Category Archives: Brittain, Vera

Watching Testament of Youth

Vera Brittain’s Testament of Youth made a great impression on me when I finally read it several years ago. My interest in it led me to read more by and about Brittain, as well as more by and about her close … Continue reading

Posted in Brittain, Vera | 3 Comments

“The sword in the hand of humanity”: Writings of Rebecca West 1911-1917

“Boldness is Rebecca West’s strength,” Jane Marcus says in  her edited collection The Young Rebecca: Writings of Rebecca West 1911-1917; “She polished the weapons of invective and denunciation into the tools of a fine art.” That combination of boldness and artfulness … Continue reading

Posted in Brittain, Vera, Feminism, West, Rebecca | Tagged , , | Leave a comment

“It is only War in the abstract that is beautiful”: Letters from a Lost Generation

In remembrance, from the Novel Readings archive. This volume is subtitled “The First World War Letters of Vera Brittain and Four Friends: Roland Leighton, Edward Brittain, Victor Richardson, Geoffrey Thurlow.” The editors, Alan Bishop and Mark Bostridge, explain in their ‘Note … Continue reading

Posted in Brittain, Vera | Tagged | 2 Comments

“I believe we are lost”: Erich Maria Remarque, All Quiet on the Western Front

All Quiet on the Western Front is as bleak and compelling a version of the “lost generation” narrative of World War I as I’ve read so far. In fact, Paul Bäumer, the novel’s narrator, comments explicitly, repeatedly, and bitterly on the … Continue reading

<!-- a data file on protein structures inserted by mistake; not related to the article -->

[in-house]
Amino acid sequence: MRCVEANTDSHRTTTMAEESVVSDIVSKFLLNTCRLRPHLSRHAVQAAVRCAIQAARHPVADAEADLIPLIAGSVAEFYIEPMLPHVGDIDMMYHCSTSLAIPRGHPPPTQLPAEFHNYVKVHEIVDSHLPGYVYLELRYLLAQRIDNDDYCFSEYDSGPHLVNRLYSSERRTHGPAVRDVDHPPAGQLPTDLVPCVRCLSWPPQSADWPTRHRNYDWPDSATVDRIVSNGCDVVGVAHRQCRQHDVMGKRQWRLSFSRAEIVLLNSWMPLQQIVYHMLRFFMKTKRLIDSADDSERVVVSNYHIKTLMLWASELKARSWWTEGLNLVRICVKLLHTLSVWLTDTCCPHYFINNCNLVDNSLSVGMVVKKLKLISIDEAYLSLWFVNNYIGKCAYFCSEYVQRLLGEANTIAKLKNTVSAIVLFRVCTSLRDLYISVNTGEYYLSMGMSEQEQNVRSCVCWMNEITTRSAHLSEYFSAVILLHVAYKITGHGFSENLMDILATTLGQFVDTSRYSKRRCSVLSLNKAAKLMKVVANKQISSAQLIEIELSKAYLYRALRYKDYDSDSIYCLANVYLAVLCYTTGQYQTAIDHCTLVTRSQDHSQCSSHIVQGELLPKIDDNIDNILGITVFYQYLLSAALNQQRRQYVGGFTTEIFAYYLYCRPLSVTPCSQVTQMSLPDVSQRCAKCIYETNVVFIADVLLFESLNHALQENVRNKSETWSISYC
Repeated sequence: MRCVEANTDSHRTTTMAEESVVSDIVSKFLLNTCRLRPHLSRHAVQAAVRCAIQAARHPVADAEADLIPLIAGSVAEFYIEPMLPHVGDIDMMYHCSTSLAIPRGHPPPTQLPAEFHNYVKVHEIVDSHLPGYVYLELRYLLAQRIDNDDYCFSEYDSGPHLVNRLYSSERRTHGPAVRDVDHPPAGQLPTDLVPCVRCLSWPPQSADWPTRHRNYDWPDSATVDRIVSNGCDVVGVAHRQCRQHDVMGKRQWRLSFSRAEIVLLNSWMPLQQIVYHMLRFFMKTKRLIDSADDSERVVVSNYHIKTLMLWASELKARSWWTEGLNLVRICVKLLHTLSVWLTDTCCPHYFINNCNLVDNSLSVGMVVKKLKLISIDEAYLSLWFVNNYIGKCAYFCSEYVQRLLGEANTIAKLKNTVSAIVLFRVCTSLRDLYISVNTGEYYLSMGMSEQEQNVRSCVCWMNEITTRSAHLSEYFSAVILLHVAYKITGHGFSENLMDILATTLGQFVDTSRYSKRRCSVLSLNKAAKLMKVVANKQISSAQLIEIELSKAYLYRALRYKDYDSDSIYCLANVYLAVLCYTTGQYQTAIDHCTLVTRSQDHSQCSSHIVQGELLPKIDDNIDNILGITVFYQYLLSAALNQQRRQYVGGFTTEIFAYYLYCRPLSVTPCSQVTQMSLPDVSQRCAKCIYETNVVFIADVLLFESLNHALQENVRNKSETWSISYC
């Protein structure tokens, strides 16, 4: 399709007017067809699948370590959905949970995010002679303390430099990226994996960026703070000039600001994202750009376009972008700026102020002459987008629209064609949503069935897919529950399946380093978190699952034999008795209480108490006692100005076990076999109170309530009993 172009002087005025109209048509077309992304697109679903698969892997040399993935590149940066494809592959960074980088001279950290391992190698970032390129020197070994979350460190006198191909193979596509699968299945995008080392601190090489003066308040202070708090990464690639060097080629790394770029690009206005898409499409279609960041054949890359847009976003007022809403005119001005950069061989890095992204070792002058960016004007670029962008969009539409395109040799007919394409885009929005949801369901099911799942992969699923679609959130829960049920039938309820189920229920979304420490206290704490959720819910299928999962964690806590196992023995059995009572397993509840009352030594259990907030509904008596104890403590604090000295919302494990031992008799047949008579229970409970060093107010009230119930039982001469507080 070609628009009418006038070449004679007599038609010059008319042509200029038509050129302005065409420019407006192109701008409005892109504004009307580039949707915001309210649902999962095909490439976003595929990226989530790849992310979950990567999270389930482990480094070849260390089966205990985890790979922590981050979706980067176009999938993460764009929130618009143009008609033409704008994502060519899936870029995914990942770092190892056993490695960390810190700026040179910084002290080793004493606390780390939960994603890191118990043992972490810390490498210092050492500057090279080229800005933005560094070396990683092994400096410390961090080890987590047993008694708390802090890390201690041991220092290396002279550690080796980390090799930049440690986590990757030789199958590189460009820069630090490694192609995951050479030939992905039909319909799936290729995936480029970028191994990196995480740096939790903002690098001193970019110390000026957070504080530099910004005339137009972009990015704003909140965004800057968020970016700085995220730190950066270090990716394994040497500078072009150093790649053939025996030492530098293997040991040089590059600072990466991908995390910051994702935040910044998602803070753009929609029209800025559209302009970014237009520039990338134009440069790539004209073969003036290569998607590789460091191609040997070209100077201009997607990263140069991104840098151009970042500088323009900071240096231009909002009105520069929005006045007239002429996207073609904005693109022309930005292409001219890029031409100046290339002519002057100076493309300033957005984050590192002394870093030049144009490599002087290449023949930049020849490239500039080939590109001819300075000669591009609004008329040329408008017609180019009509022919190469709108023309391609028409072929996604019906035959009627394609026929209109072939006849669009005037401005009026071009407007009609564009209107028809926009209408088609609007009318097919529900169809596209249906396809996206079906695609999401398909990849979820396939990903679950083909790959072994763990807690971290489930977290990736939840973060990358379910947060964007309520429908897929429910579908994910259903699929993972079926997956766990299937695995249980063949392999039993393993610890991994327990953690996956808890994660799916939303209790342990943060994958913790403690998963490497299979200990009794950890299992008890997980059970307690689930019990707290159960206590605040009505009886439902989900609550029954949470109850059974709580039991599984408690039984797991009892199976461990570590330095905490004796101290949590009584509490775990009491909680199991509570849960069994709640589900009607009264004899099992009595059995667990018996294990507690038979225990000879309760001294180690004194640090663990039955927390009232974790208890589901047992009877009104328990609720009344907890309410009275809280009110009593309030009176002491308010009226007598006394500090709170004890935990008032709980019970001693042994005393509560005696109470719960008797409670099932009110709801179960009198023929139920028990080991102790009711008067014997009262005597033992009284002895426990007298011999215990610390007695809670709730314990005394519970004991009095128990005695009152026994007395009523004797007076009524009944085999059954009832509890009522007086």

Posted in Brittain, Vera, Remarque, Erich Maria, Somerville Seminar | Leave a comment

“She is in love with life”: Winifred Holtby’s Virginia Woolf: A Critical Memoir

In my post on Vera Brittain’s Testament of Friendship, I quoted a passage Brittain includes from Holtby’s letters, addressing her decision to write a critical biography of Virginia Woolf: I took my courage and curiosity in both hands and chose … Continue reading

Posted in Brittain, Vera, Holtby, Winifred, Somerville Seminar, Woolf, Virginia | Leave a comment

Social Revolutions: Vera Brittain, Honourable Estate

I finally finished reading Vera Brittain’s 1936 novel Honourable Estate. I read Part I a few months back and described it as “not particularly artful” but “emotionally quite intense,” and unsurprisingly, it continues that way to the end. Part I told … Continue reading

Posted in Brittain, Vera, Somerville Seminar | 3 Comments

Virginia Woolf, Three Guineas

It’s hard to spot similarities between Virginia Woolf and the Somerville novelists I’ve been looking at if you focus on Woolf’s fiction. Winifred Holtby wrote a book about Woolf, and as I noted in my post about Testament of Friendship, … Continue reading

Posted in Brittain, Vera, Holtby, Winifred, Somerville Seminar, Woolf, Virginia | 4 Comments